Crop scientists in the West African sub-region are building synergies to control pests and diseases in cassava production.

The initiative for the diffusion of integrated management approaches to control cassava diseases dubbed, “DALIMA initiative” has an expected outcome of 50-80 percent increase in crop yield.

This initiative builds on existing projects with sponsorship from the West African Agricultural Productivity program (WAAPP).

Program Manager of DALIMA, Prof. Abdourahamane Sangare, says the second phase of the program is aimed at ensuring sustainability of the initiative.

“We are trying to develop a system where we can work with seed producers and the seed producers will now sustain the system; when they find out the material is infected in the fields, they come back to us and we give them clean materials to multiply and give out,” he said.

Prof. Sangare spoke to Luv Fm at a workshop of the DALIMA program in Kumasi, which brought together crop scientists from Ghana, Benin, Togo, Liberia, Ivory Coast and Niger.

“In the next five years we are expecting half of the farmers in West Africa to use these clean materials. The species we selected are the ones farmers in our catchment areas prefer to grow,” he said.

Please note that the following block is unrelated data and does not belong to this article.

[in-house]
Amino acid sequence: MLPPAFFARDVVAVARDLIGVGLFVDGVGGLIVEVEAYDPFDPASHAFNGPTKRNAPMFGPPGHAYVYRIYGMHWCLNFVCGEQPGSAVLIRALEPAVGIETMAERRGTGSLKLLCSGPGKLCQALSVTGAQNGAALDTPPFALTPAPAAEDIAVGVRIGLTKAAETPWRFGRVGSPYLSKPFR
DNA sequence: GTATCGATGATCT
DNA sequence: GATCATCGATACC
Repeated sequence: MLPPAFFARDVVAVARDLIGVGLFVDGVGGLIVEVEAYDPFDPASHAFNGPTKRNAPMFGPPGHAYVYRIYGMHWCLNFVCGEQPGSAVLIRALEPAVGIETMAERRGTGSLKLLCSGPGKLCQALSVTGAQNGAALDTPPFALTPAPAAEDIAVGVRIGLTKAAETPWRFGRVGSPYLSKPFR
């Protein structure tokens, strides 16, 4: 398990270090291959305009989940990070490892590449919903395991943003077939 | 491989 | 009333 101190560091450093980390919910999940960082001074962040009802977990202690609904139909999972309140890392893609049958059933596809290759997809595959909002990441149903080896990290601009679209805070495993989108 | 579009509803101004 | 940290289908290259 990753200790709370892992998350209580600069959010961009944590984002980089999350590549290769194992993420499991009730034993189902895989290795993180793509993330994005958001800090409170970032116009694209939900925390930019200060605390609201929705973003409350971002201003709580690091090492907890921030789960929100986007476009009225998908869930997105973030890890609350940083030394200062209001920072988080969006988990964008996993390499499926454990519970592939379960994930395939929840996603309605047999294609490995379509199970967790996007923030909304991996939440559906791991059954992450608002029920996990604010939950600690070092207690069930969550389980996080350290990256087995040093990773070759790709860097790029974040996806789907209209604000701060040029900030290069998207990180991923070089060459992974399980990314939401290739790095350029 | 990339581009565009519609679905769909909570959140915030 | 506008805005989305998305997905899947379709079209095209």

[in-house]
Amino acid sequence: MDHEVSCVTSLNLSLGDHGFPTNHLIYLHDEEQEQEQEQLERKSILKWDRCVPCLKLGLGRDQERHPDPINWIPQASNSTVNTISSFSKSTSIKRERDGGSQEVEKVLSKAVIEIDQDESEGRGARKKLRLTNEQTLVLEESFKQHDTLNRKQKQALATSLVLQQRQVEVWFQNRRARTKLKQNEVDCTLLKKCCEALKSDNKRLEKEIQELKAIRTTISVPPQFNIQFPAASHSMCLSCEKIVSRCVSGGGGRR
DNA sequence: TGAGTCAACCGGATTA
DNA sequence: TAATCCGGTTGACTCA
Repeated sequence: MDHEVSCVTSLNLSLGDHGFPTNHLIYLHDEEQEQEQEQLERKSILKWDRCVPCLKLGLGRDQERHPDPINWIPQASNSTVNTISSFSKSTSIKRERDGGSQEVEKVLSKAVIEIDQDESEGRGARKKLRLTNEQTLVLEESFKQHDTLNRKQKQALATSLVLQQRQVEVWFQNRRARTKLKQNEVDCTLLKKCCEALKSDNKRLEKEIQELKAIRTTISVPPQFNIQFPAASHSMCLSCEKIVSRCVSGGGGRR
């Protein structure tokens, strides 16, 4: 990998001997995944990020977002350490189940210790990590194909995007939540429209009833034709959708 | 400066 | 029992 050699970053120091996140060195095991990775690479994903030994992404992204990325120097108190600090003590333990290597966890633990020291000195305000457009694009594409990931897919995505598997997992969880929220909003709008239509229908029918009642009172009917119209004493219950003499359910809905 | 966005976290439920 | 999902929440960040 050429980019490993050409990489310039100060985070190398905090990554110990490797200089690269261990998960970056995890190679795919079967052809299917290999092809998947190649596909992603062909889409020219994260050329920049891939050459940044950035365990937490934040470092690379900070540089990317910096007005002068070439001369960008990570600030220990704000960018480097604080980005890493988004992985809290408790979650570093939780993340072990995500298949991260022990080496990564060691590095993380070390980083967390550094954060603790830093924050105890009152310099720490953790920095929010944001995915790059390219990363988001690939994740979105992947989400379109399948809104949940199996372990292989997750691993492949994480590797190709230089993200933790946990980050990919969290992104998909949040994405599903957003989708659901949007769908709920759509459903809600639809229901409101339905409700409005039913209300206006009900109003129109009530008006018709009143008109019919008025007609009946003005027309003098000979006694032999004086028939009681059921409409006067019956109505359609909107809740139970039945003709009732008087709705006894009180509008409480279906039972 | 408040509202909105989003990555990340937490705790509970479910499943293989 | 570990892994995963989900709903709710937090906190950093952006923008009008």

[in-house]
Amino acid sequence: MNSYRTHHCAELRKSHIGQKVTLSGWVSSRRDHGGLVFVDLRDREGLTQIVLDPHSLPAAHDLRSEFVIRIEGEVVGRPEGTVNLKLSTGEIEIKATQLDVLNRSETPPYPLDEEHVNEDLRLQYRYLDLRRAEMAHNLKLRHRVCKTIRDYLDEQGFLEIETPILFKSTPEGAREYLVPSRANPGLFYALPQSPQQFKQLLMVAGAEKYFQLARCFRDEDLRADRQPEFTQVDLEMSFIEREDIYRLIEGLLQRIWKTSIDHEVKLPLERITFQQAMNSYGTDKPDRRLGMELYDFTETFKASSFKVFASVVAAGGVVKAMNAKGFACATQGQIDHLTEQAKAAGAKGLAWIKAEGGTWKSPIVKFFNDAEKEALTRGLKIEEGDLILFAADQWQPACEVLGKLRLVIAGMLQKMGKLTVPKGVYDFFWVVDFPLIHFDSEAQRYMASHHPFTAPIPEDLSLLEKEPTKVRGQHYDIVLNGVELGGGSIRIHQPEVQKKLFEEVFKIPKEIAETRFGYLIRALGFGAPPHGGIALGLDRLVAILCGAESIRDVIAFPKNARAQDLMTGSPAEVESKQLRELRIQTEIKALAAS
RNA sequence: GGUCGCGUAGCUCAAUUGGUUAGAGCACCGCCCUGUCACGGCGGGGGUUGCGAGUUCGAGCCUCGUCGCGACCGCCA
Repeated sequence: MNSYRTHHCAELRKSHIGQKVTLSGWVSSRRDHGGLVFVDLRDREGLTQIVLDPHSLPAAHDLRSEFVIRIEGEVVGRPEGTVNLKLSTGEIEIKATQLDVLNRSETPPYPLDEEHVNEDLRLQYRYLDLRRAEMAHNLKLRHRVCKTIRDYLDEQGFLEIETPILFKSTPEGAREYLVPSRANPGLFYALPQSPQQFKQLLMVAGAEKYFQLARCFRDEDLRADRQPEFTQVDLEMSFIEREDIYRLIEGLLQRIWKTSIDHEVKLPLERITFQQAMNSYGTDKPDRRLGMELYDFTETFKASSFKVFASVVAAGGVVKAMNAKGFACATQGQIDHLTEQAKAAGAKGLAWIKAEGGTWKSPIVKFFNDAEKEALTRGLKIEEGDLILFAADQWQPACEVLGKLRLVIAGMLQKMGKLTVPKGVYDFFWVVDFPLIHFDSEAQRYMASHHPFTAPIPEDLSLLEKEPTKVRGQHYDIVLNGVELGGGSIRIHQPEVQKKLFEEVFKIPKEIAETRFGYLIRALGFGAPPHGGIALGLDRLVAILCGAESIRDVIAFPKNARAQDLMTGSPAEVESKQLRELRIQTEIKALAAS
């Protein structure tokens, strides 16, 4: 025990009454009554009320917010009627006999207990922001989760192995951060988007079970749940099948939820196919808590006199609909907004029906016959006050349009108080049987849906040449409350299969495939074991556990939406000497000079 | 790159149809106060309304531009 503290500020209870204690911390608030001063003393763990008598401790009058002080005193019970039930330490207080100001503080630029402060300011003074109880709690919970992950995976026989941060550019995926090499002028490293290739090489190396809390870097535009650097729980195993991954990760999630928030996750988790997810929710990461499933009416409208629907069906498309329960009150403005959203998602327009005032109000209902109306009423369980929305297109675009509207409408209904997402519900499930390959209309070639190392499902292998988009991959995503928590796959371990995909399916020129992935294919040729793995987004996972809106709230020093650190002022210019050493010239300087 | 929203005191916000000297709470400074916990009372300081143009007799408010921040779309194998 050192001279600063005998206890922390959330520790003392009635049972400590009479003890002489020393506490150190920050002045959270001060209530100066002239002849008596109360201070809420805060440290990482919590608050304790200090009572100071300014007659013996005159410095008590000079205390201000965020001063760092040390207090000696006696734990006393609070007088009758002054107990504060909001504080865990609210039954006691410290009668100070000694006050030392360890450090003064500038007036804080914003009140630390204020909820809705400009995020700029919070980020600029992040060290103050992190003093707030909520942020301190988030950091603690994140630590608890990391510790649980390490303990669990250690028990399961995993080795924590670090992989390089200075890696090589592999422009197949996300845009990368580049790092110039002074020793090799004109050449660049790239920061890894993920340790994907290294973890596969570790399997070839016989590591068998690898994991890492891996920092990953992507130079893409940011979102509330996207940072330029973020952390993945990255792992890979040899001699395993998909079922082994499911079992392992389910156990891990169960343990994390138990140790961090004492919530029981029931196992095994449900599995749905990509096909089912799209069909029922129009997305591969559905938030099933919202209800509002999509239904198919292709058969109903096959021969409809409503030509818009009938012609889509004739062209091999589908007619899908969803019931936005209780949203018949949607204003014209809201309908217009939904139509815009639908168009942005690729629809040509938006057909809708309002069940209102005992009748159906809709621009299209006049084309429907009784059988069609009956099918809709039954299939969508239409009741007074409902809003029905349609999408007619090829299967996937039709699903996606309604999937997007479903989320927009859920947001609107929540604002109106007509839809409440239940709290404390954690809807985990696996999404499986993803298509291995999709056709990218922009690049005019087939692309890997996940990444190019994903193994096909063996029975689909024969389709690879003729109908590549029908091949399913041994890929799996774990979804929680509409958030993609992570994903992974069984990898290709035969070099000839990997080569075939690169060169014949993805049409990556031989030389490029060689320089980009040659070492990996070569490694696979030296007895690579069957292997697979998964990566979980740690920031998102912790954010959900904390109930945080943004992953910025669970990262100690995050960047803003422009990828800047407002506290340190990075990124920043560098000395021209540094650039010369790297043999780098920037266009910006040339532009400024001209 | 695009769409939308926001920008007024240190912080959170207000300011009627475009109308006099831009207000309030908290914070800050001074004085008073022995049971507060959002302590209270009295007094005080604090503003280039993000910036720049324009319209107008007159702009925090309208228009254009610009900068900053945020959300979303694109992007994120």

Regional Coordinator of DALIMA, Dr. Marian Quain says Ghana awaits the impending rain to commence the cultivation of the clean cassava cuttings.

“For about two months now we have not experienced any serious rains…so we are waiting the rains then we will give it to those who produce the planting material, then the farmers will take it from them in the next planting season”, she explained.

Dr. Quain is optimistic with carefully carved policies, the program will be sustained to ensure continuous production of quality cassava tubers.

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